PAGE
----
Fiber optic "cable" refers to the complete assembly of fibers, strength members and jacket. Fiber optic cables come in lots of different types, depending on the number of fibers and how and where it will be installed. Choose cable carefully as the choice will affect how easy it is to install, splice or terminate and, most important, what it will cost!
Cable's job is to protect the fibers from the hazards encountered in an installation. Will the cables be exposed to chemicals or have to withstand a wide temperature range? What about being gnawed on by a woodchuck or prairie dog? Inside buildings, cables don't have to be so strong to protect the fibers, but they have to meet all fire code provisions. Outside the building, it depends on whether the cable is buried directly, pulled in conduit, strung aerially or whatever.
You should contact several cable manufacturers (two minimum, three preferred) and give them the specs. They will want to know where the cable is going, how many fibers you need and what kind (singlemode or multimode or both in what we call "hybrid" cables.) You can also have a "composite" cable that includes copper conductors for signals or power. The cable companies will evaluate your requirements and make suggestions. Then you can get competitive bids.
Since the plan will call for a certain number of fibers, consider adding spare fibers to the cable - fibers are cheap! That way, you won't be in trouble if you break a fiber or two when splicing, breaking-out or terminating fibers. And request the end user consider their future expansion needs. Most users install lots more fibers than needed, especially adding singlemode fiber to multimode fiber cables for campus or backbone applications.
Simplex cables are one fiber, tight-buffered (coated with a 900 micron buffer over the primary buffer coating) with Kevlar (aramid fiber) strength members and jacketed for indoor use. The jacket is usually 3mm (1/8 in.) diameter. Zipcord is simply two of these joined with a thin web. It's used mostly for patch cord and backplane applications, but zipcord can also be used for desktop connections.
They contain several tight-buffered fibers bundled under the same jacket with Kevlar strength members and sometimes fiberglass rod reinforcement to stiffen the cable and prevent kinking. These cables are small in size, and used for short, dry conduit runs, riser and plenum applications. The fibers are double buffered and can be directly terminated, but because their fibers are not individually reinforced, these cables need to be broken out with a "breakout box" or terminated inside a patch panel or junction box.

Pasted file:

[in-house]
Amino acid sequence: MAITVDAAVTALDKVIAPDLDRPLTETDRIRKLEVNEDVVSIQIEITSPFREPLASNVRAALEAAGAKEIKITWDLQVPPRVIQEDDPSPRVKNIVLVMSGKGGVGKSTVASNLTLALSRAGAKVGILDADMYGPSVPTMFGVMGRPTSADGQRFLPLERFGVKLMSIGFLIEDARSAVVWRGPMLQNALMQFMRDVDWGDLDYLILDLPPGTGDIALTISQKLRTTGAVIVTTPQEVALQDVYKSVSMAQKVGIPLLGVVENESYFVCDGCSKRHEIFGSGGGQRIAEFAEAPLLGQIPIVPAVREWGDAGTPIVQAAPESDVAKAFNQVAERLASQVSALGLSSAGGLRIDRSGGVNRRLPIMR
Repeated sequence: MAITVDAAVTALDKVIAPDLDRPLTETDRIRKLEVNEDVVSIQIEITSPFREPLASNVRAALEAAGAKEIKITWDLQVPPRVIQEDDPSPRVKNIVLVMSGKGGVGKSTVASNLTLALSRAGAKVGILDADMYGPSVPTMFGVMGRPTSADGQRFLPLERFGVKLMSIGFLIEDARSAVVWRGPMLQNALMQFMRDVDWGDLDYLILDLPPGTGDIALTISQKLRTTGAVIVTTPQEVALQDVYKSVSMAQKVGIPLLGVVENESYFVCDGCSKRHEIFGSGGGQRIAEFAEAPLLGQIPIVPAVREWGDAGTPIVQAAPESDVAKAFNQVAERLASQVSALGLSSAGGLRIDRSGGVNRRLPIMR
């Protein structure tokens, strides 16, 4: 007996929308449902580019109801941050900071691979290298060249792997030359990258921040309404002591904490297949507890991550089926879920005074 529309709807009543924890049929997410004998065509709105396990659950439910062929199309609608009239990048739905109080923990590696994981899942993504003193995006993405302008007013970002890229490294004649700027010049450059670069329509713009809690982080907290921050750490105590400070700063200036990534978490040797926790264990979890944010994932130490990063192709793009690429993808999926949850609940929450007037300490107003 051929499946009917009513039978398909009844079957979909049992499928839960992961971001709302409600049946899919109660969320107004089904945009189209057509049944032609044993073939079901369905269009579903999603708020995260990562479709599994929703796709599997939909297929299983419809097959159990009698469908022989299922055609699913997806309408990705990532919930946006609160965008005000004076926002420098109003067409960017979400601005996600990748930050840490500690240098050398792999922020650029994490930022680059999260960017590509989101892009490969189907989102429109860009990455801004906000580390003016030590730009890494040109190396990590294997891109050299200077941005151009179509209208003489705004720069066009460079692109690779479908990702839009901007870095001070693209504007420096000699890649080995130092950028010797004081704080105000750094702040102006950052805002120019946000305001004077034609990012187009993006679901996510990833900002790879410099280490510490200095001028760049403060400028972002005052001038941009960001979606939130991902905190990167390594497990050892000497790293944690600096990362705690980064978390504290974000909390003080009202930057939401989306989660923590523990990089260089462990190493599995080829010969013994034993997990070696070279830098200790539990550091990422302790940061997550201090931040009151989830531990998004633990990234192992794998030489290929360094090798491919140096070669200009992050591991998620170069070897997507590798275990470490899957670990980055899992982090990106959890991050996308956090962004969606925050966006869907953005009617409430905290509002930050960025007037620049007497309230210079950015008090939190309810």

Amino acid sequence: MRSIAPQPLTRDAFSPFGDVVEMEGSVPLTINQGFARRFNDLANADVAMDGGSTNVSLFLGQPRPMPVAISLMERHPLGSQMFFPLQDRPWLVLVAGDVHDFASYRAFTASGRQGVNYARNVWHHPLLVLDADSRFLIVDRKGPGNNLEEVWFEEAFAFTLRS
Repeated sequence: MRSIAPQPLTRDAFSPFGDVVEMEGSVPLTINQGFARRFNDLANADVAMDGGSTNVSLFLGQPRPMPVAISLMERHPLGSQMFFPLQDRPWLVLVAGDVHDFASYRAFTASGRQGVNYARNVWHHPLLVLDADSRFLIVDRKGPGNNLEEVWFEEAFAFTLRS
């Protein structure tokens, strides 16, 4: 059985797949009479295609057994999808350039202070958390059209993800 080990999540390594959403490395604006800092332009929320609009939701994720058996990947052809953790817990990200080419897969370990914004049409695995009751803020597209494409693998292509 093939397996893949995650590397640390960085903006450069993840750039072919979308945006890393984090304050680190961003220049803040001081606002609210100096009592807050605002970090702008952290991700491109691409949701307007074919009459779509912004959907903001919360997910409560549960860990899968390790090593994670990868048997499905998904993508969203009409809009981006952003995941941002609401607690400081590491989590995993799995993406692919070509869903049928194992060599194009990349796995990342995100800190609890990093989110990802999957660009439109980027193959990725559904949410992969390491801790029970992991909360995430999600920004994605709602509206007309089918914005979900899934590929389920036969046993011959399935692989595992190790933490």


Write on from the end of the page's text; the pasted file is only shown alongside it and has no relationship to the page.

They are made of several simplex cables bundled together. This is a strong, rugged design, but is larger and more expensive than the distribution cables. It is suitable for conduit runs, riser and plenum applications. Because each fiber is individually reinforced, this design allows for quick termination to connectors and does not require patch panels or boxes. Breakout cable can be more economic where fiber count isn't too large and distances too long, because is requires so much less labor to terminate.
These cables are composed of several fibers together inside a small plastic tube, which are in turn wound around a central strength member and jacketed, providing a small, high fiber count cable. This type of cable is ideal for outside plant trunking applications, as it can be made with the loose tubes filled with gel or water absorbent powder to prevent harm to the fibers from water. It can be used in conduits, strung overhead or buried directly into the ground. Since the fibers have only a thin buffer coating, they must be carefully handled and protected to prevent damage.
This cable offers the highest packing density, since all the fibers are laid out in rows, typically of 12 fibers, and laid on top of each other. This way 144 fibers only has a cross section of about 1/4 inch or 6 mm! Some cable designs use a "slotted core" with up to 6 of these 144 fiber ribbon assemblies for 864 fibers in one cable! Since it's outside plant cable, it's gel-filled for water blocking.
Cable installed by direct burial in areas where rodents are a problem usually have metal armoring between two jackets to prevent rodent penetration. This means the cable is conductive, so it must be grounded properly.
Aerial cables are for outside installation on poles. They can be lashed to a messenger or another cable (common in CATV) or have metal or aramid strength members to make them self supporting.
Even more types are available: every manufacturer has it's own favorites, so it's a good idea to get literature from as many cable makers as possible. And check out the little guys; often they can save you a bundle by making special cable just for you, even in relative small quantities.
|OFN||Optical fiber non-conductive|
|OFC||Optical fiber conductive|
|OFNG or OFCG||General purpose|
|OFNR or OFCR||Riser rated cable for vertical runs|
|OFNP or OFCP||Plenum rated cables for use in air-handling plenums|
|OFN-LS||Low smoke density|
Outdoor cables are not fire-rated and can only be used up to 50 feet indoors. If you need to bring an outdoor cable indoors, consider a double-jacketed cable with PE jacket over a PVC UL-rated indoor jacket. Simply remove the outdoor jacket when you come indoors and you will not have to terminate at the entry point.
With so much choice in cables, it is hard to find the right one. The table below summarizes the choices, applications and advantages of each.
|Tight Buffer||Premises||Makes rugged patch cords|
|Distribution||Premises||Small size for lots of fibers, inexpensive|
|Breakout||Premises||Rugged, easy to terminate, no hardware needed|
|Loose Tube||Outside Plant||Rugged, gel or dry water-blocking|
|Armored||Outside Plant||Prevents rodent damage|
|Ribbon||Outside Plant||Highest fiber count for small size|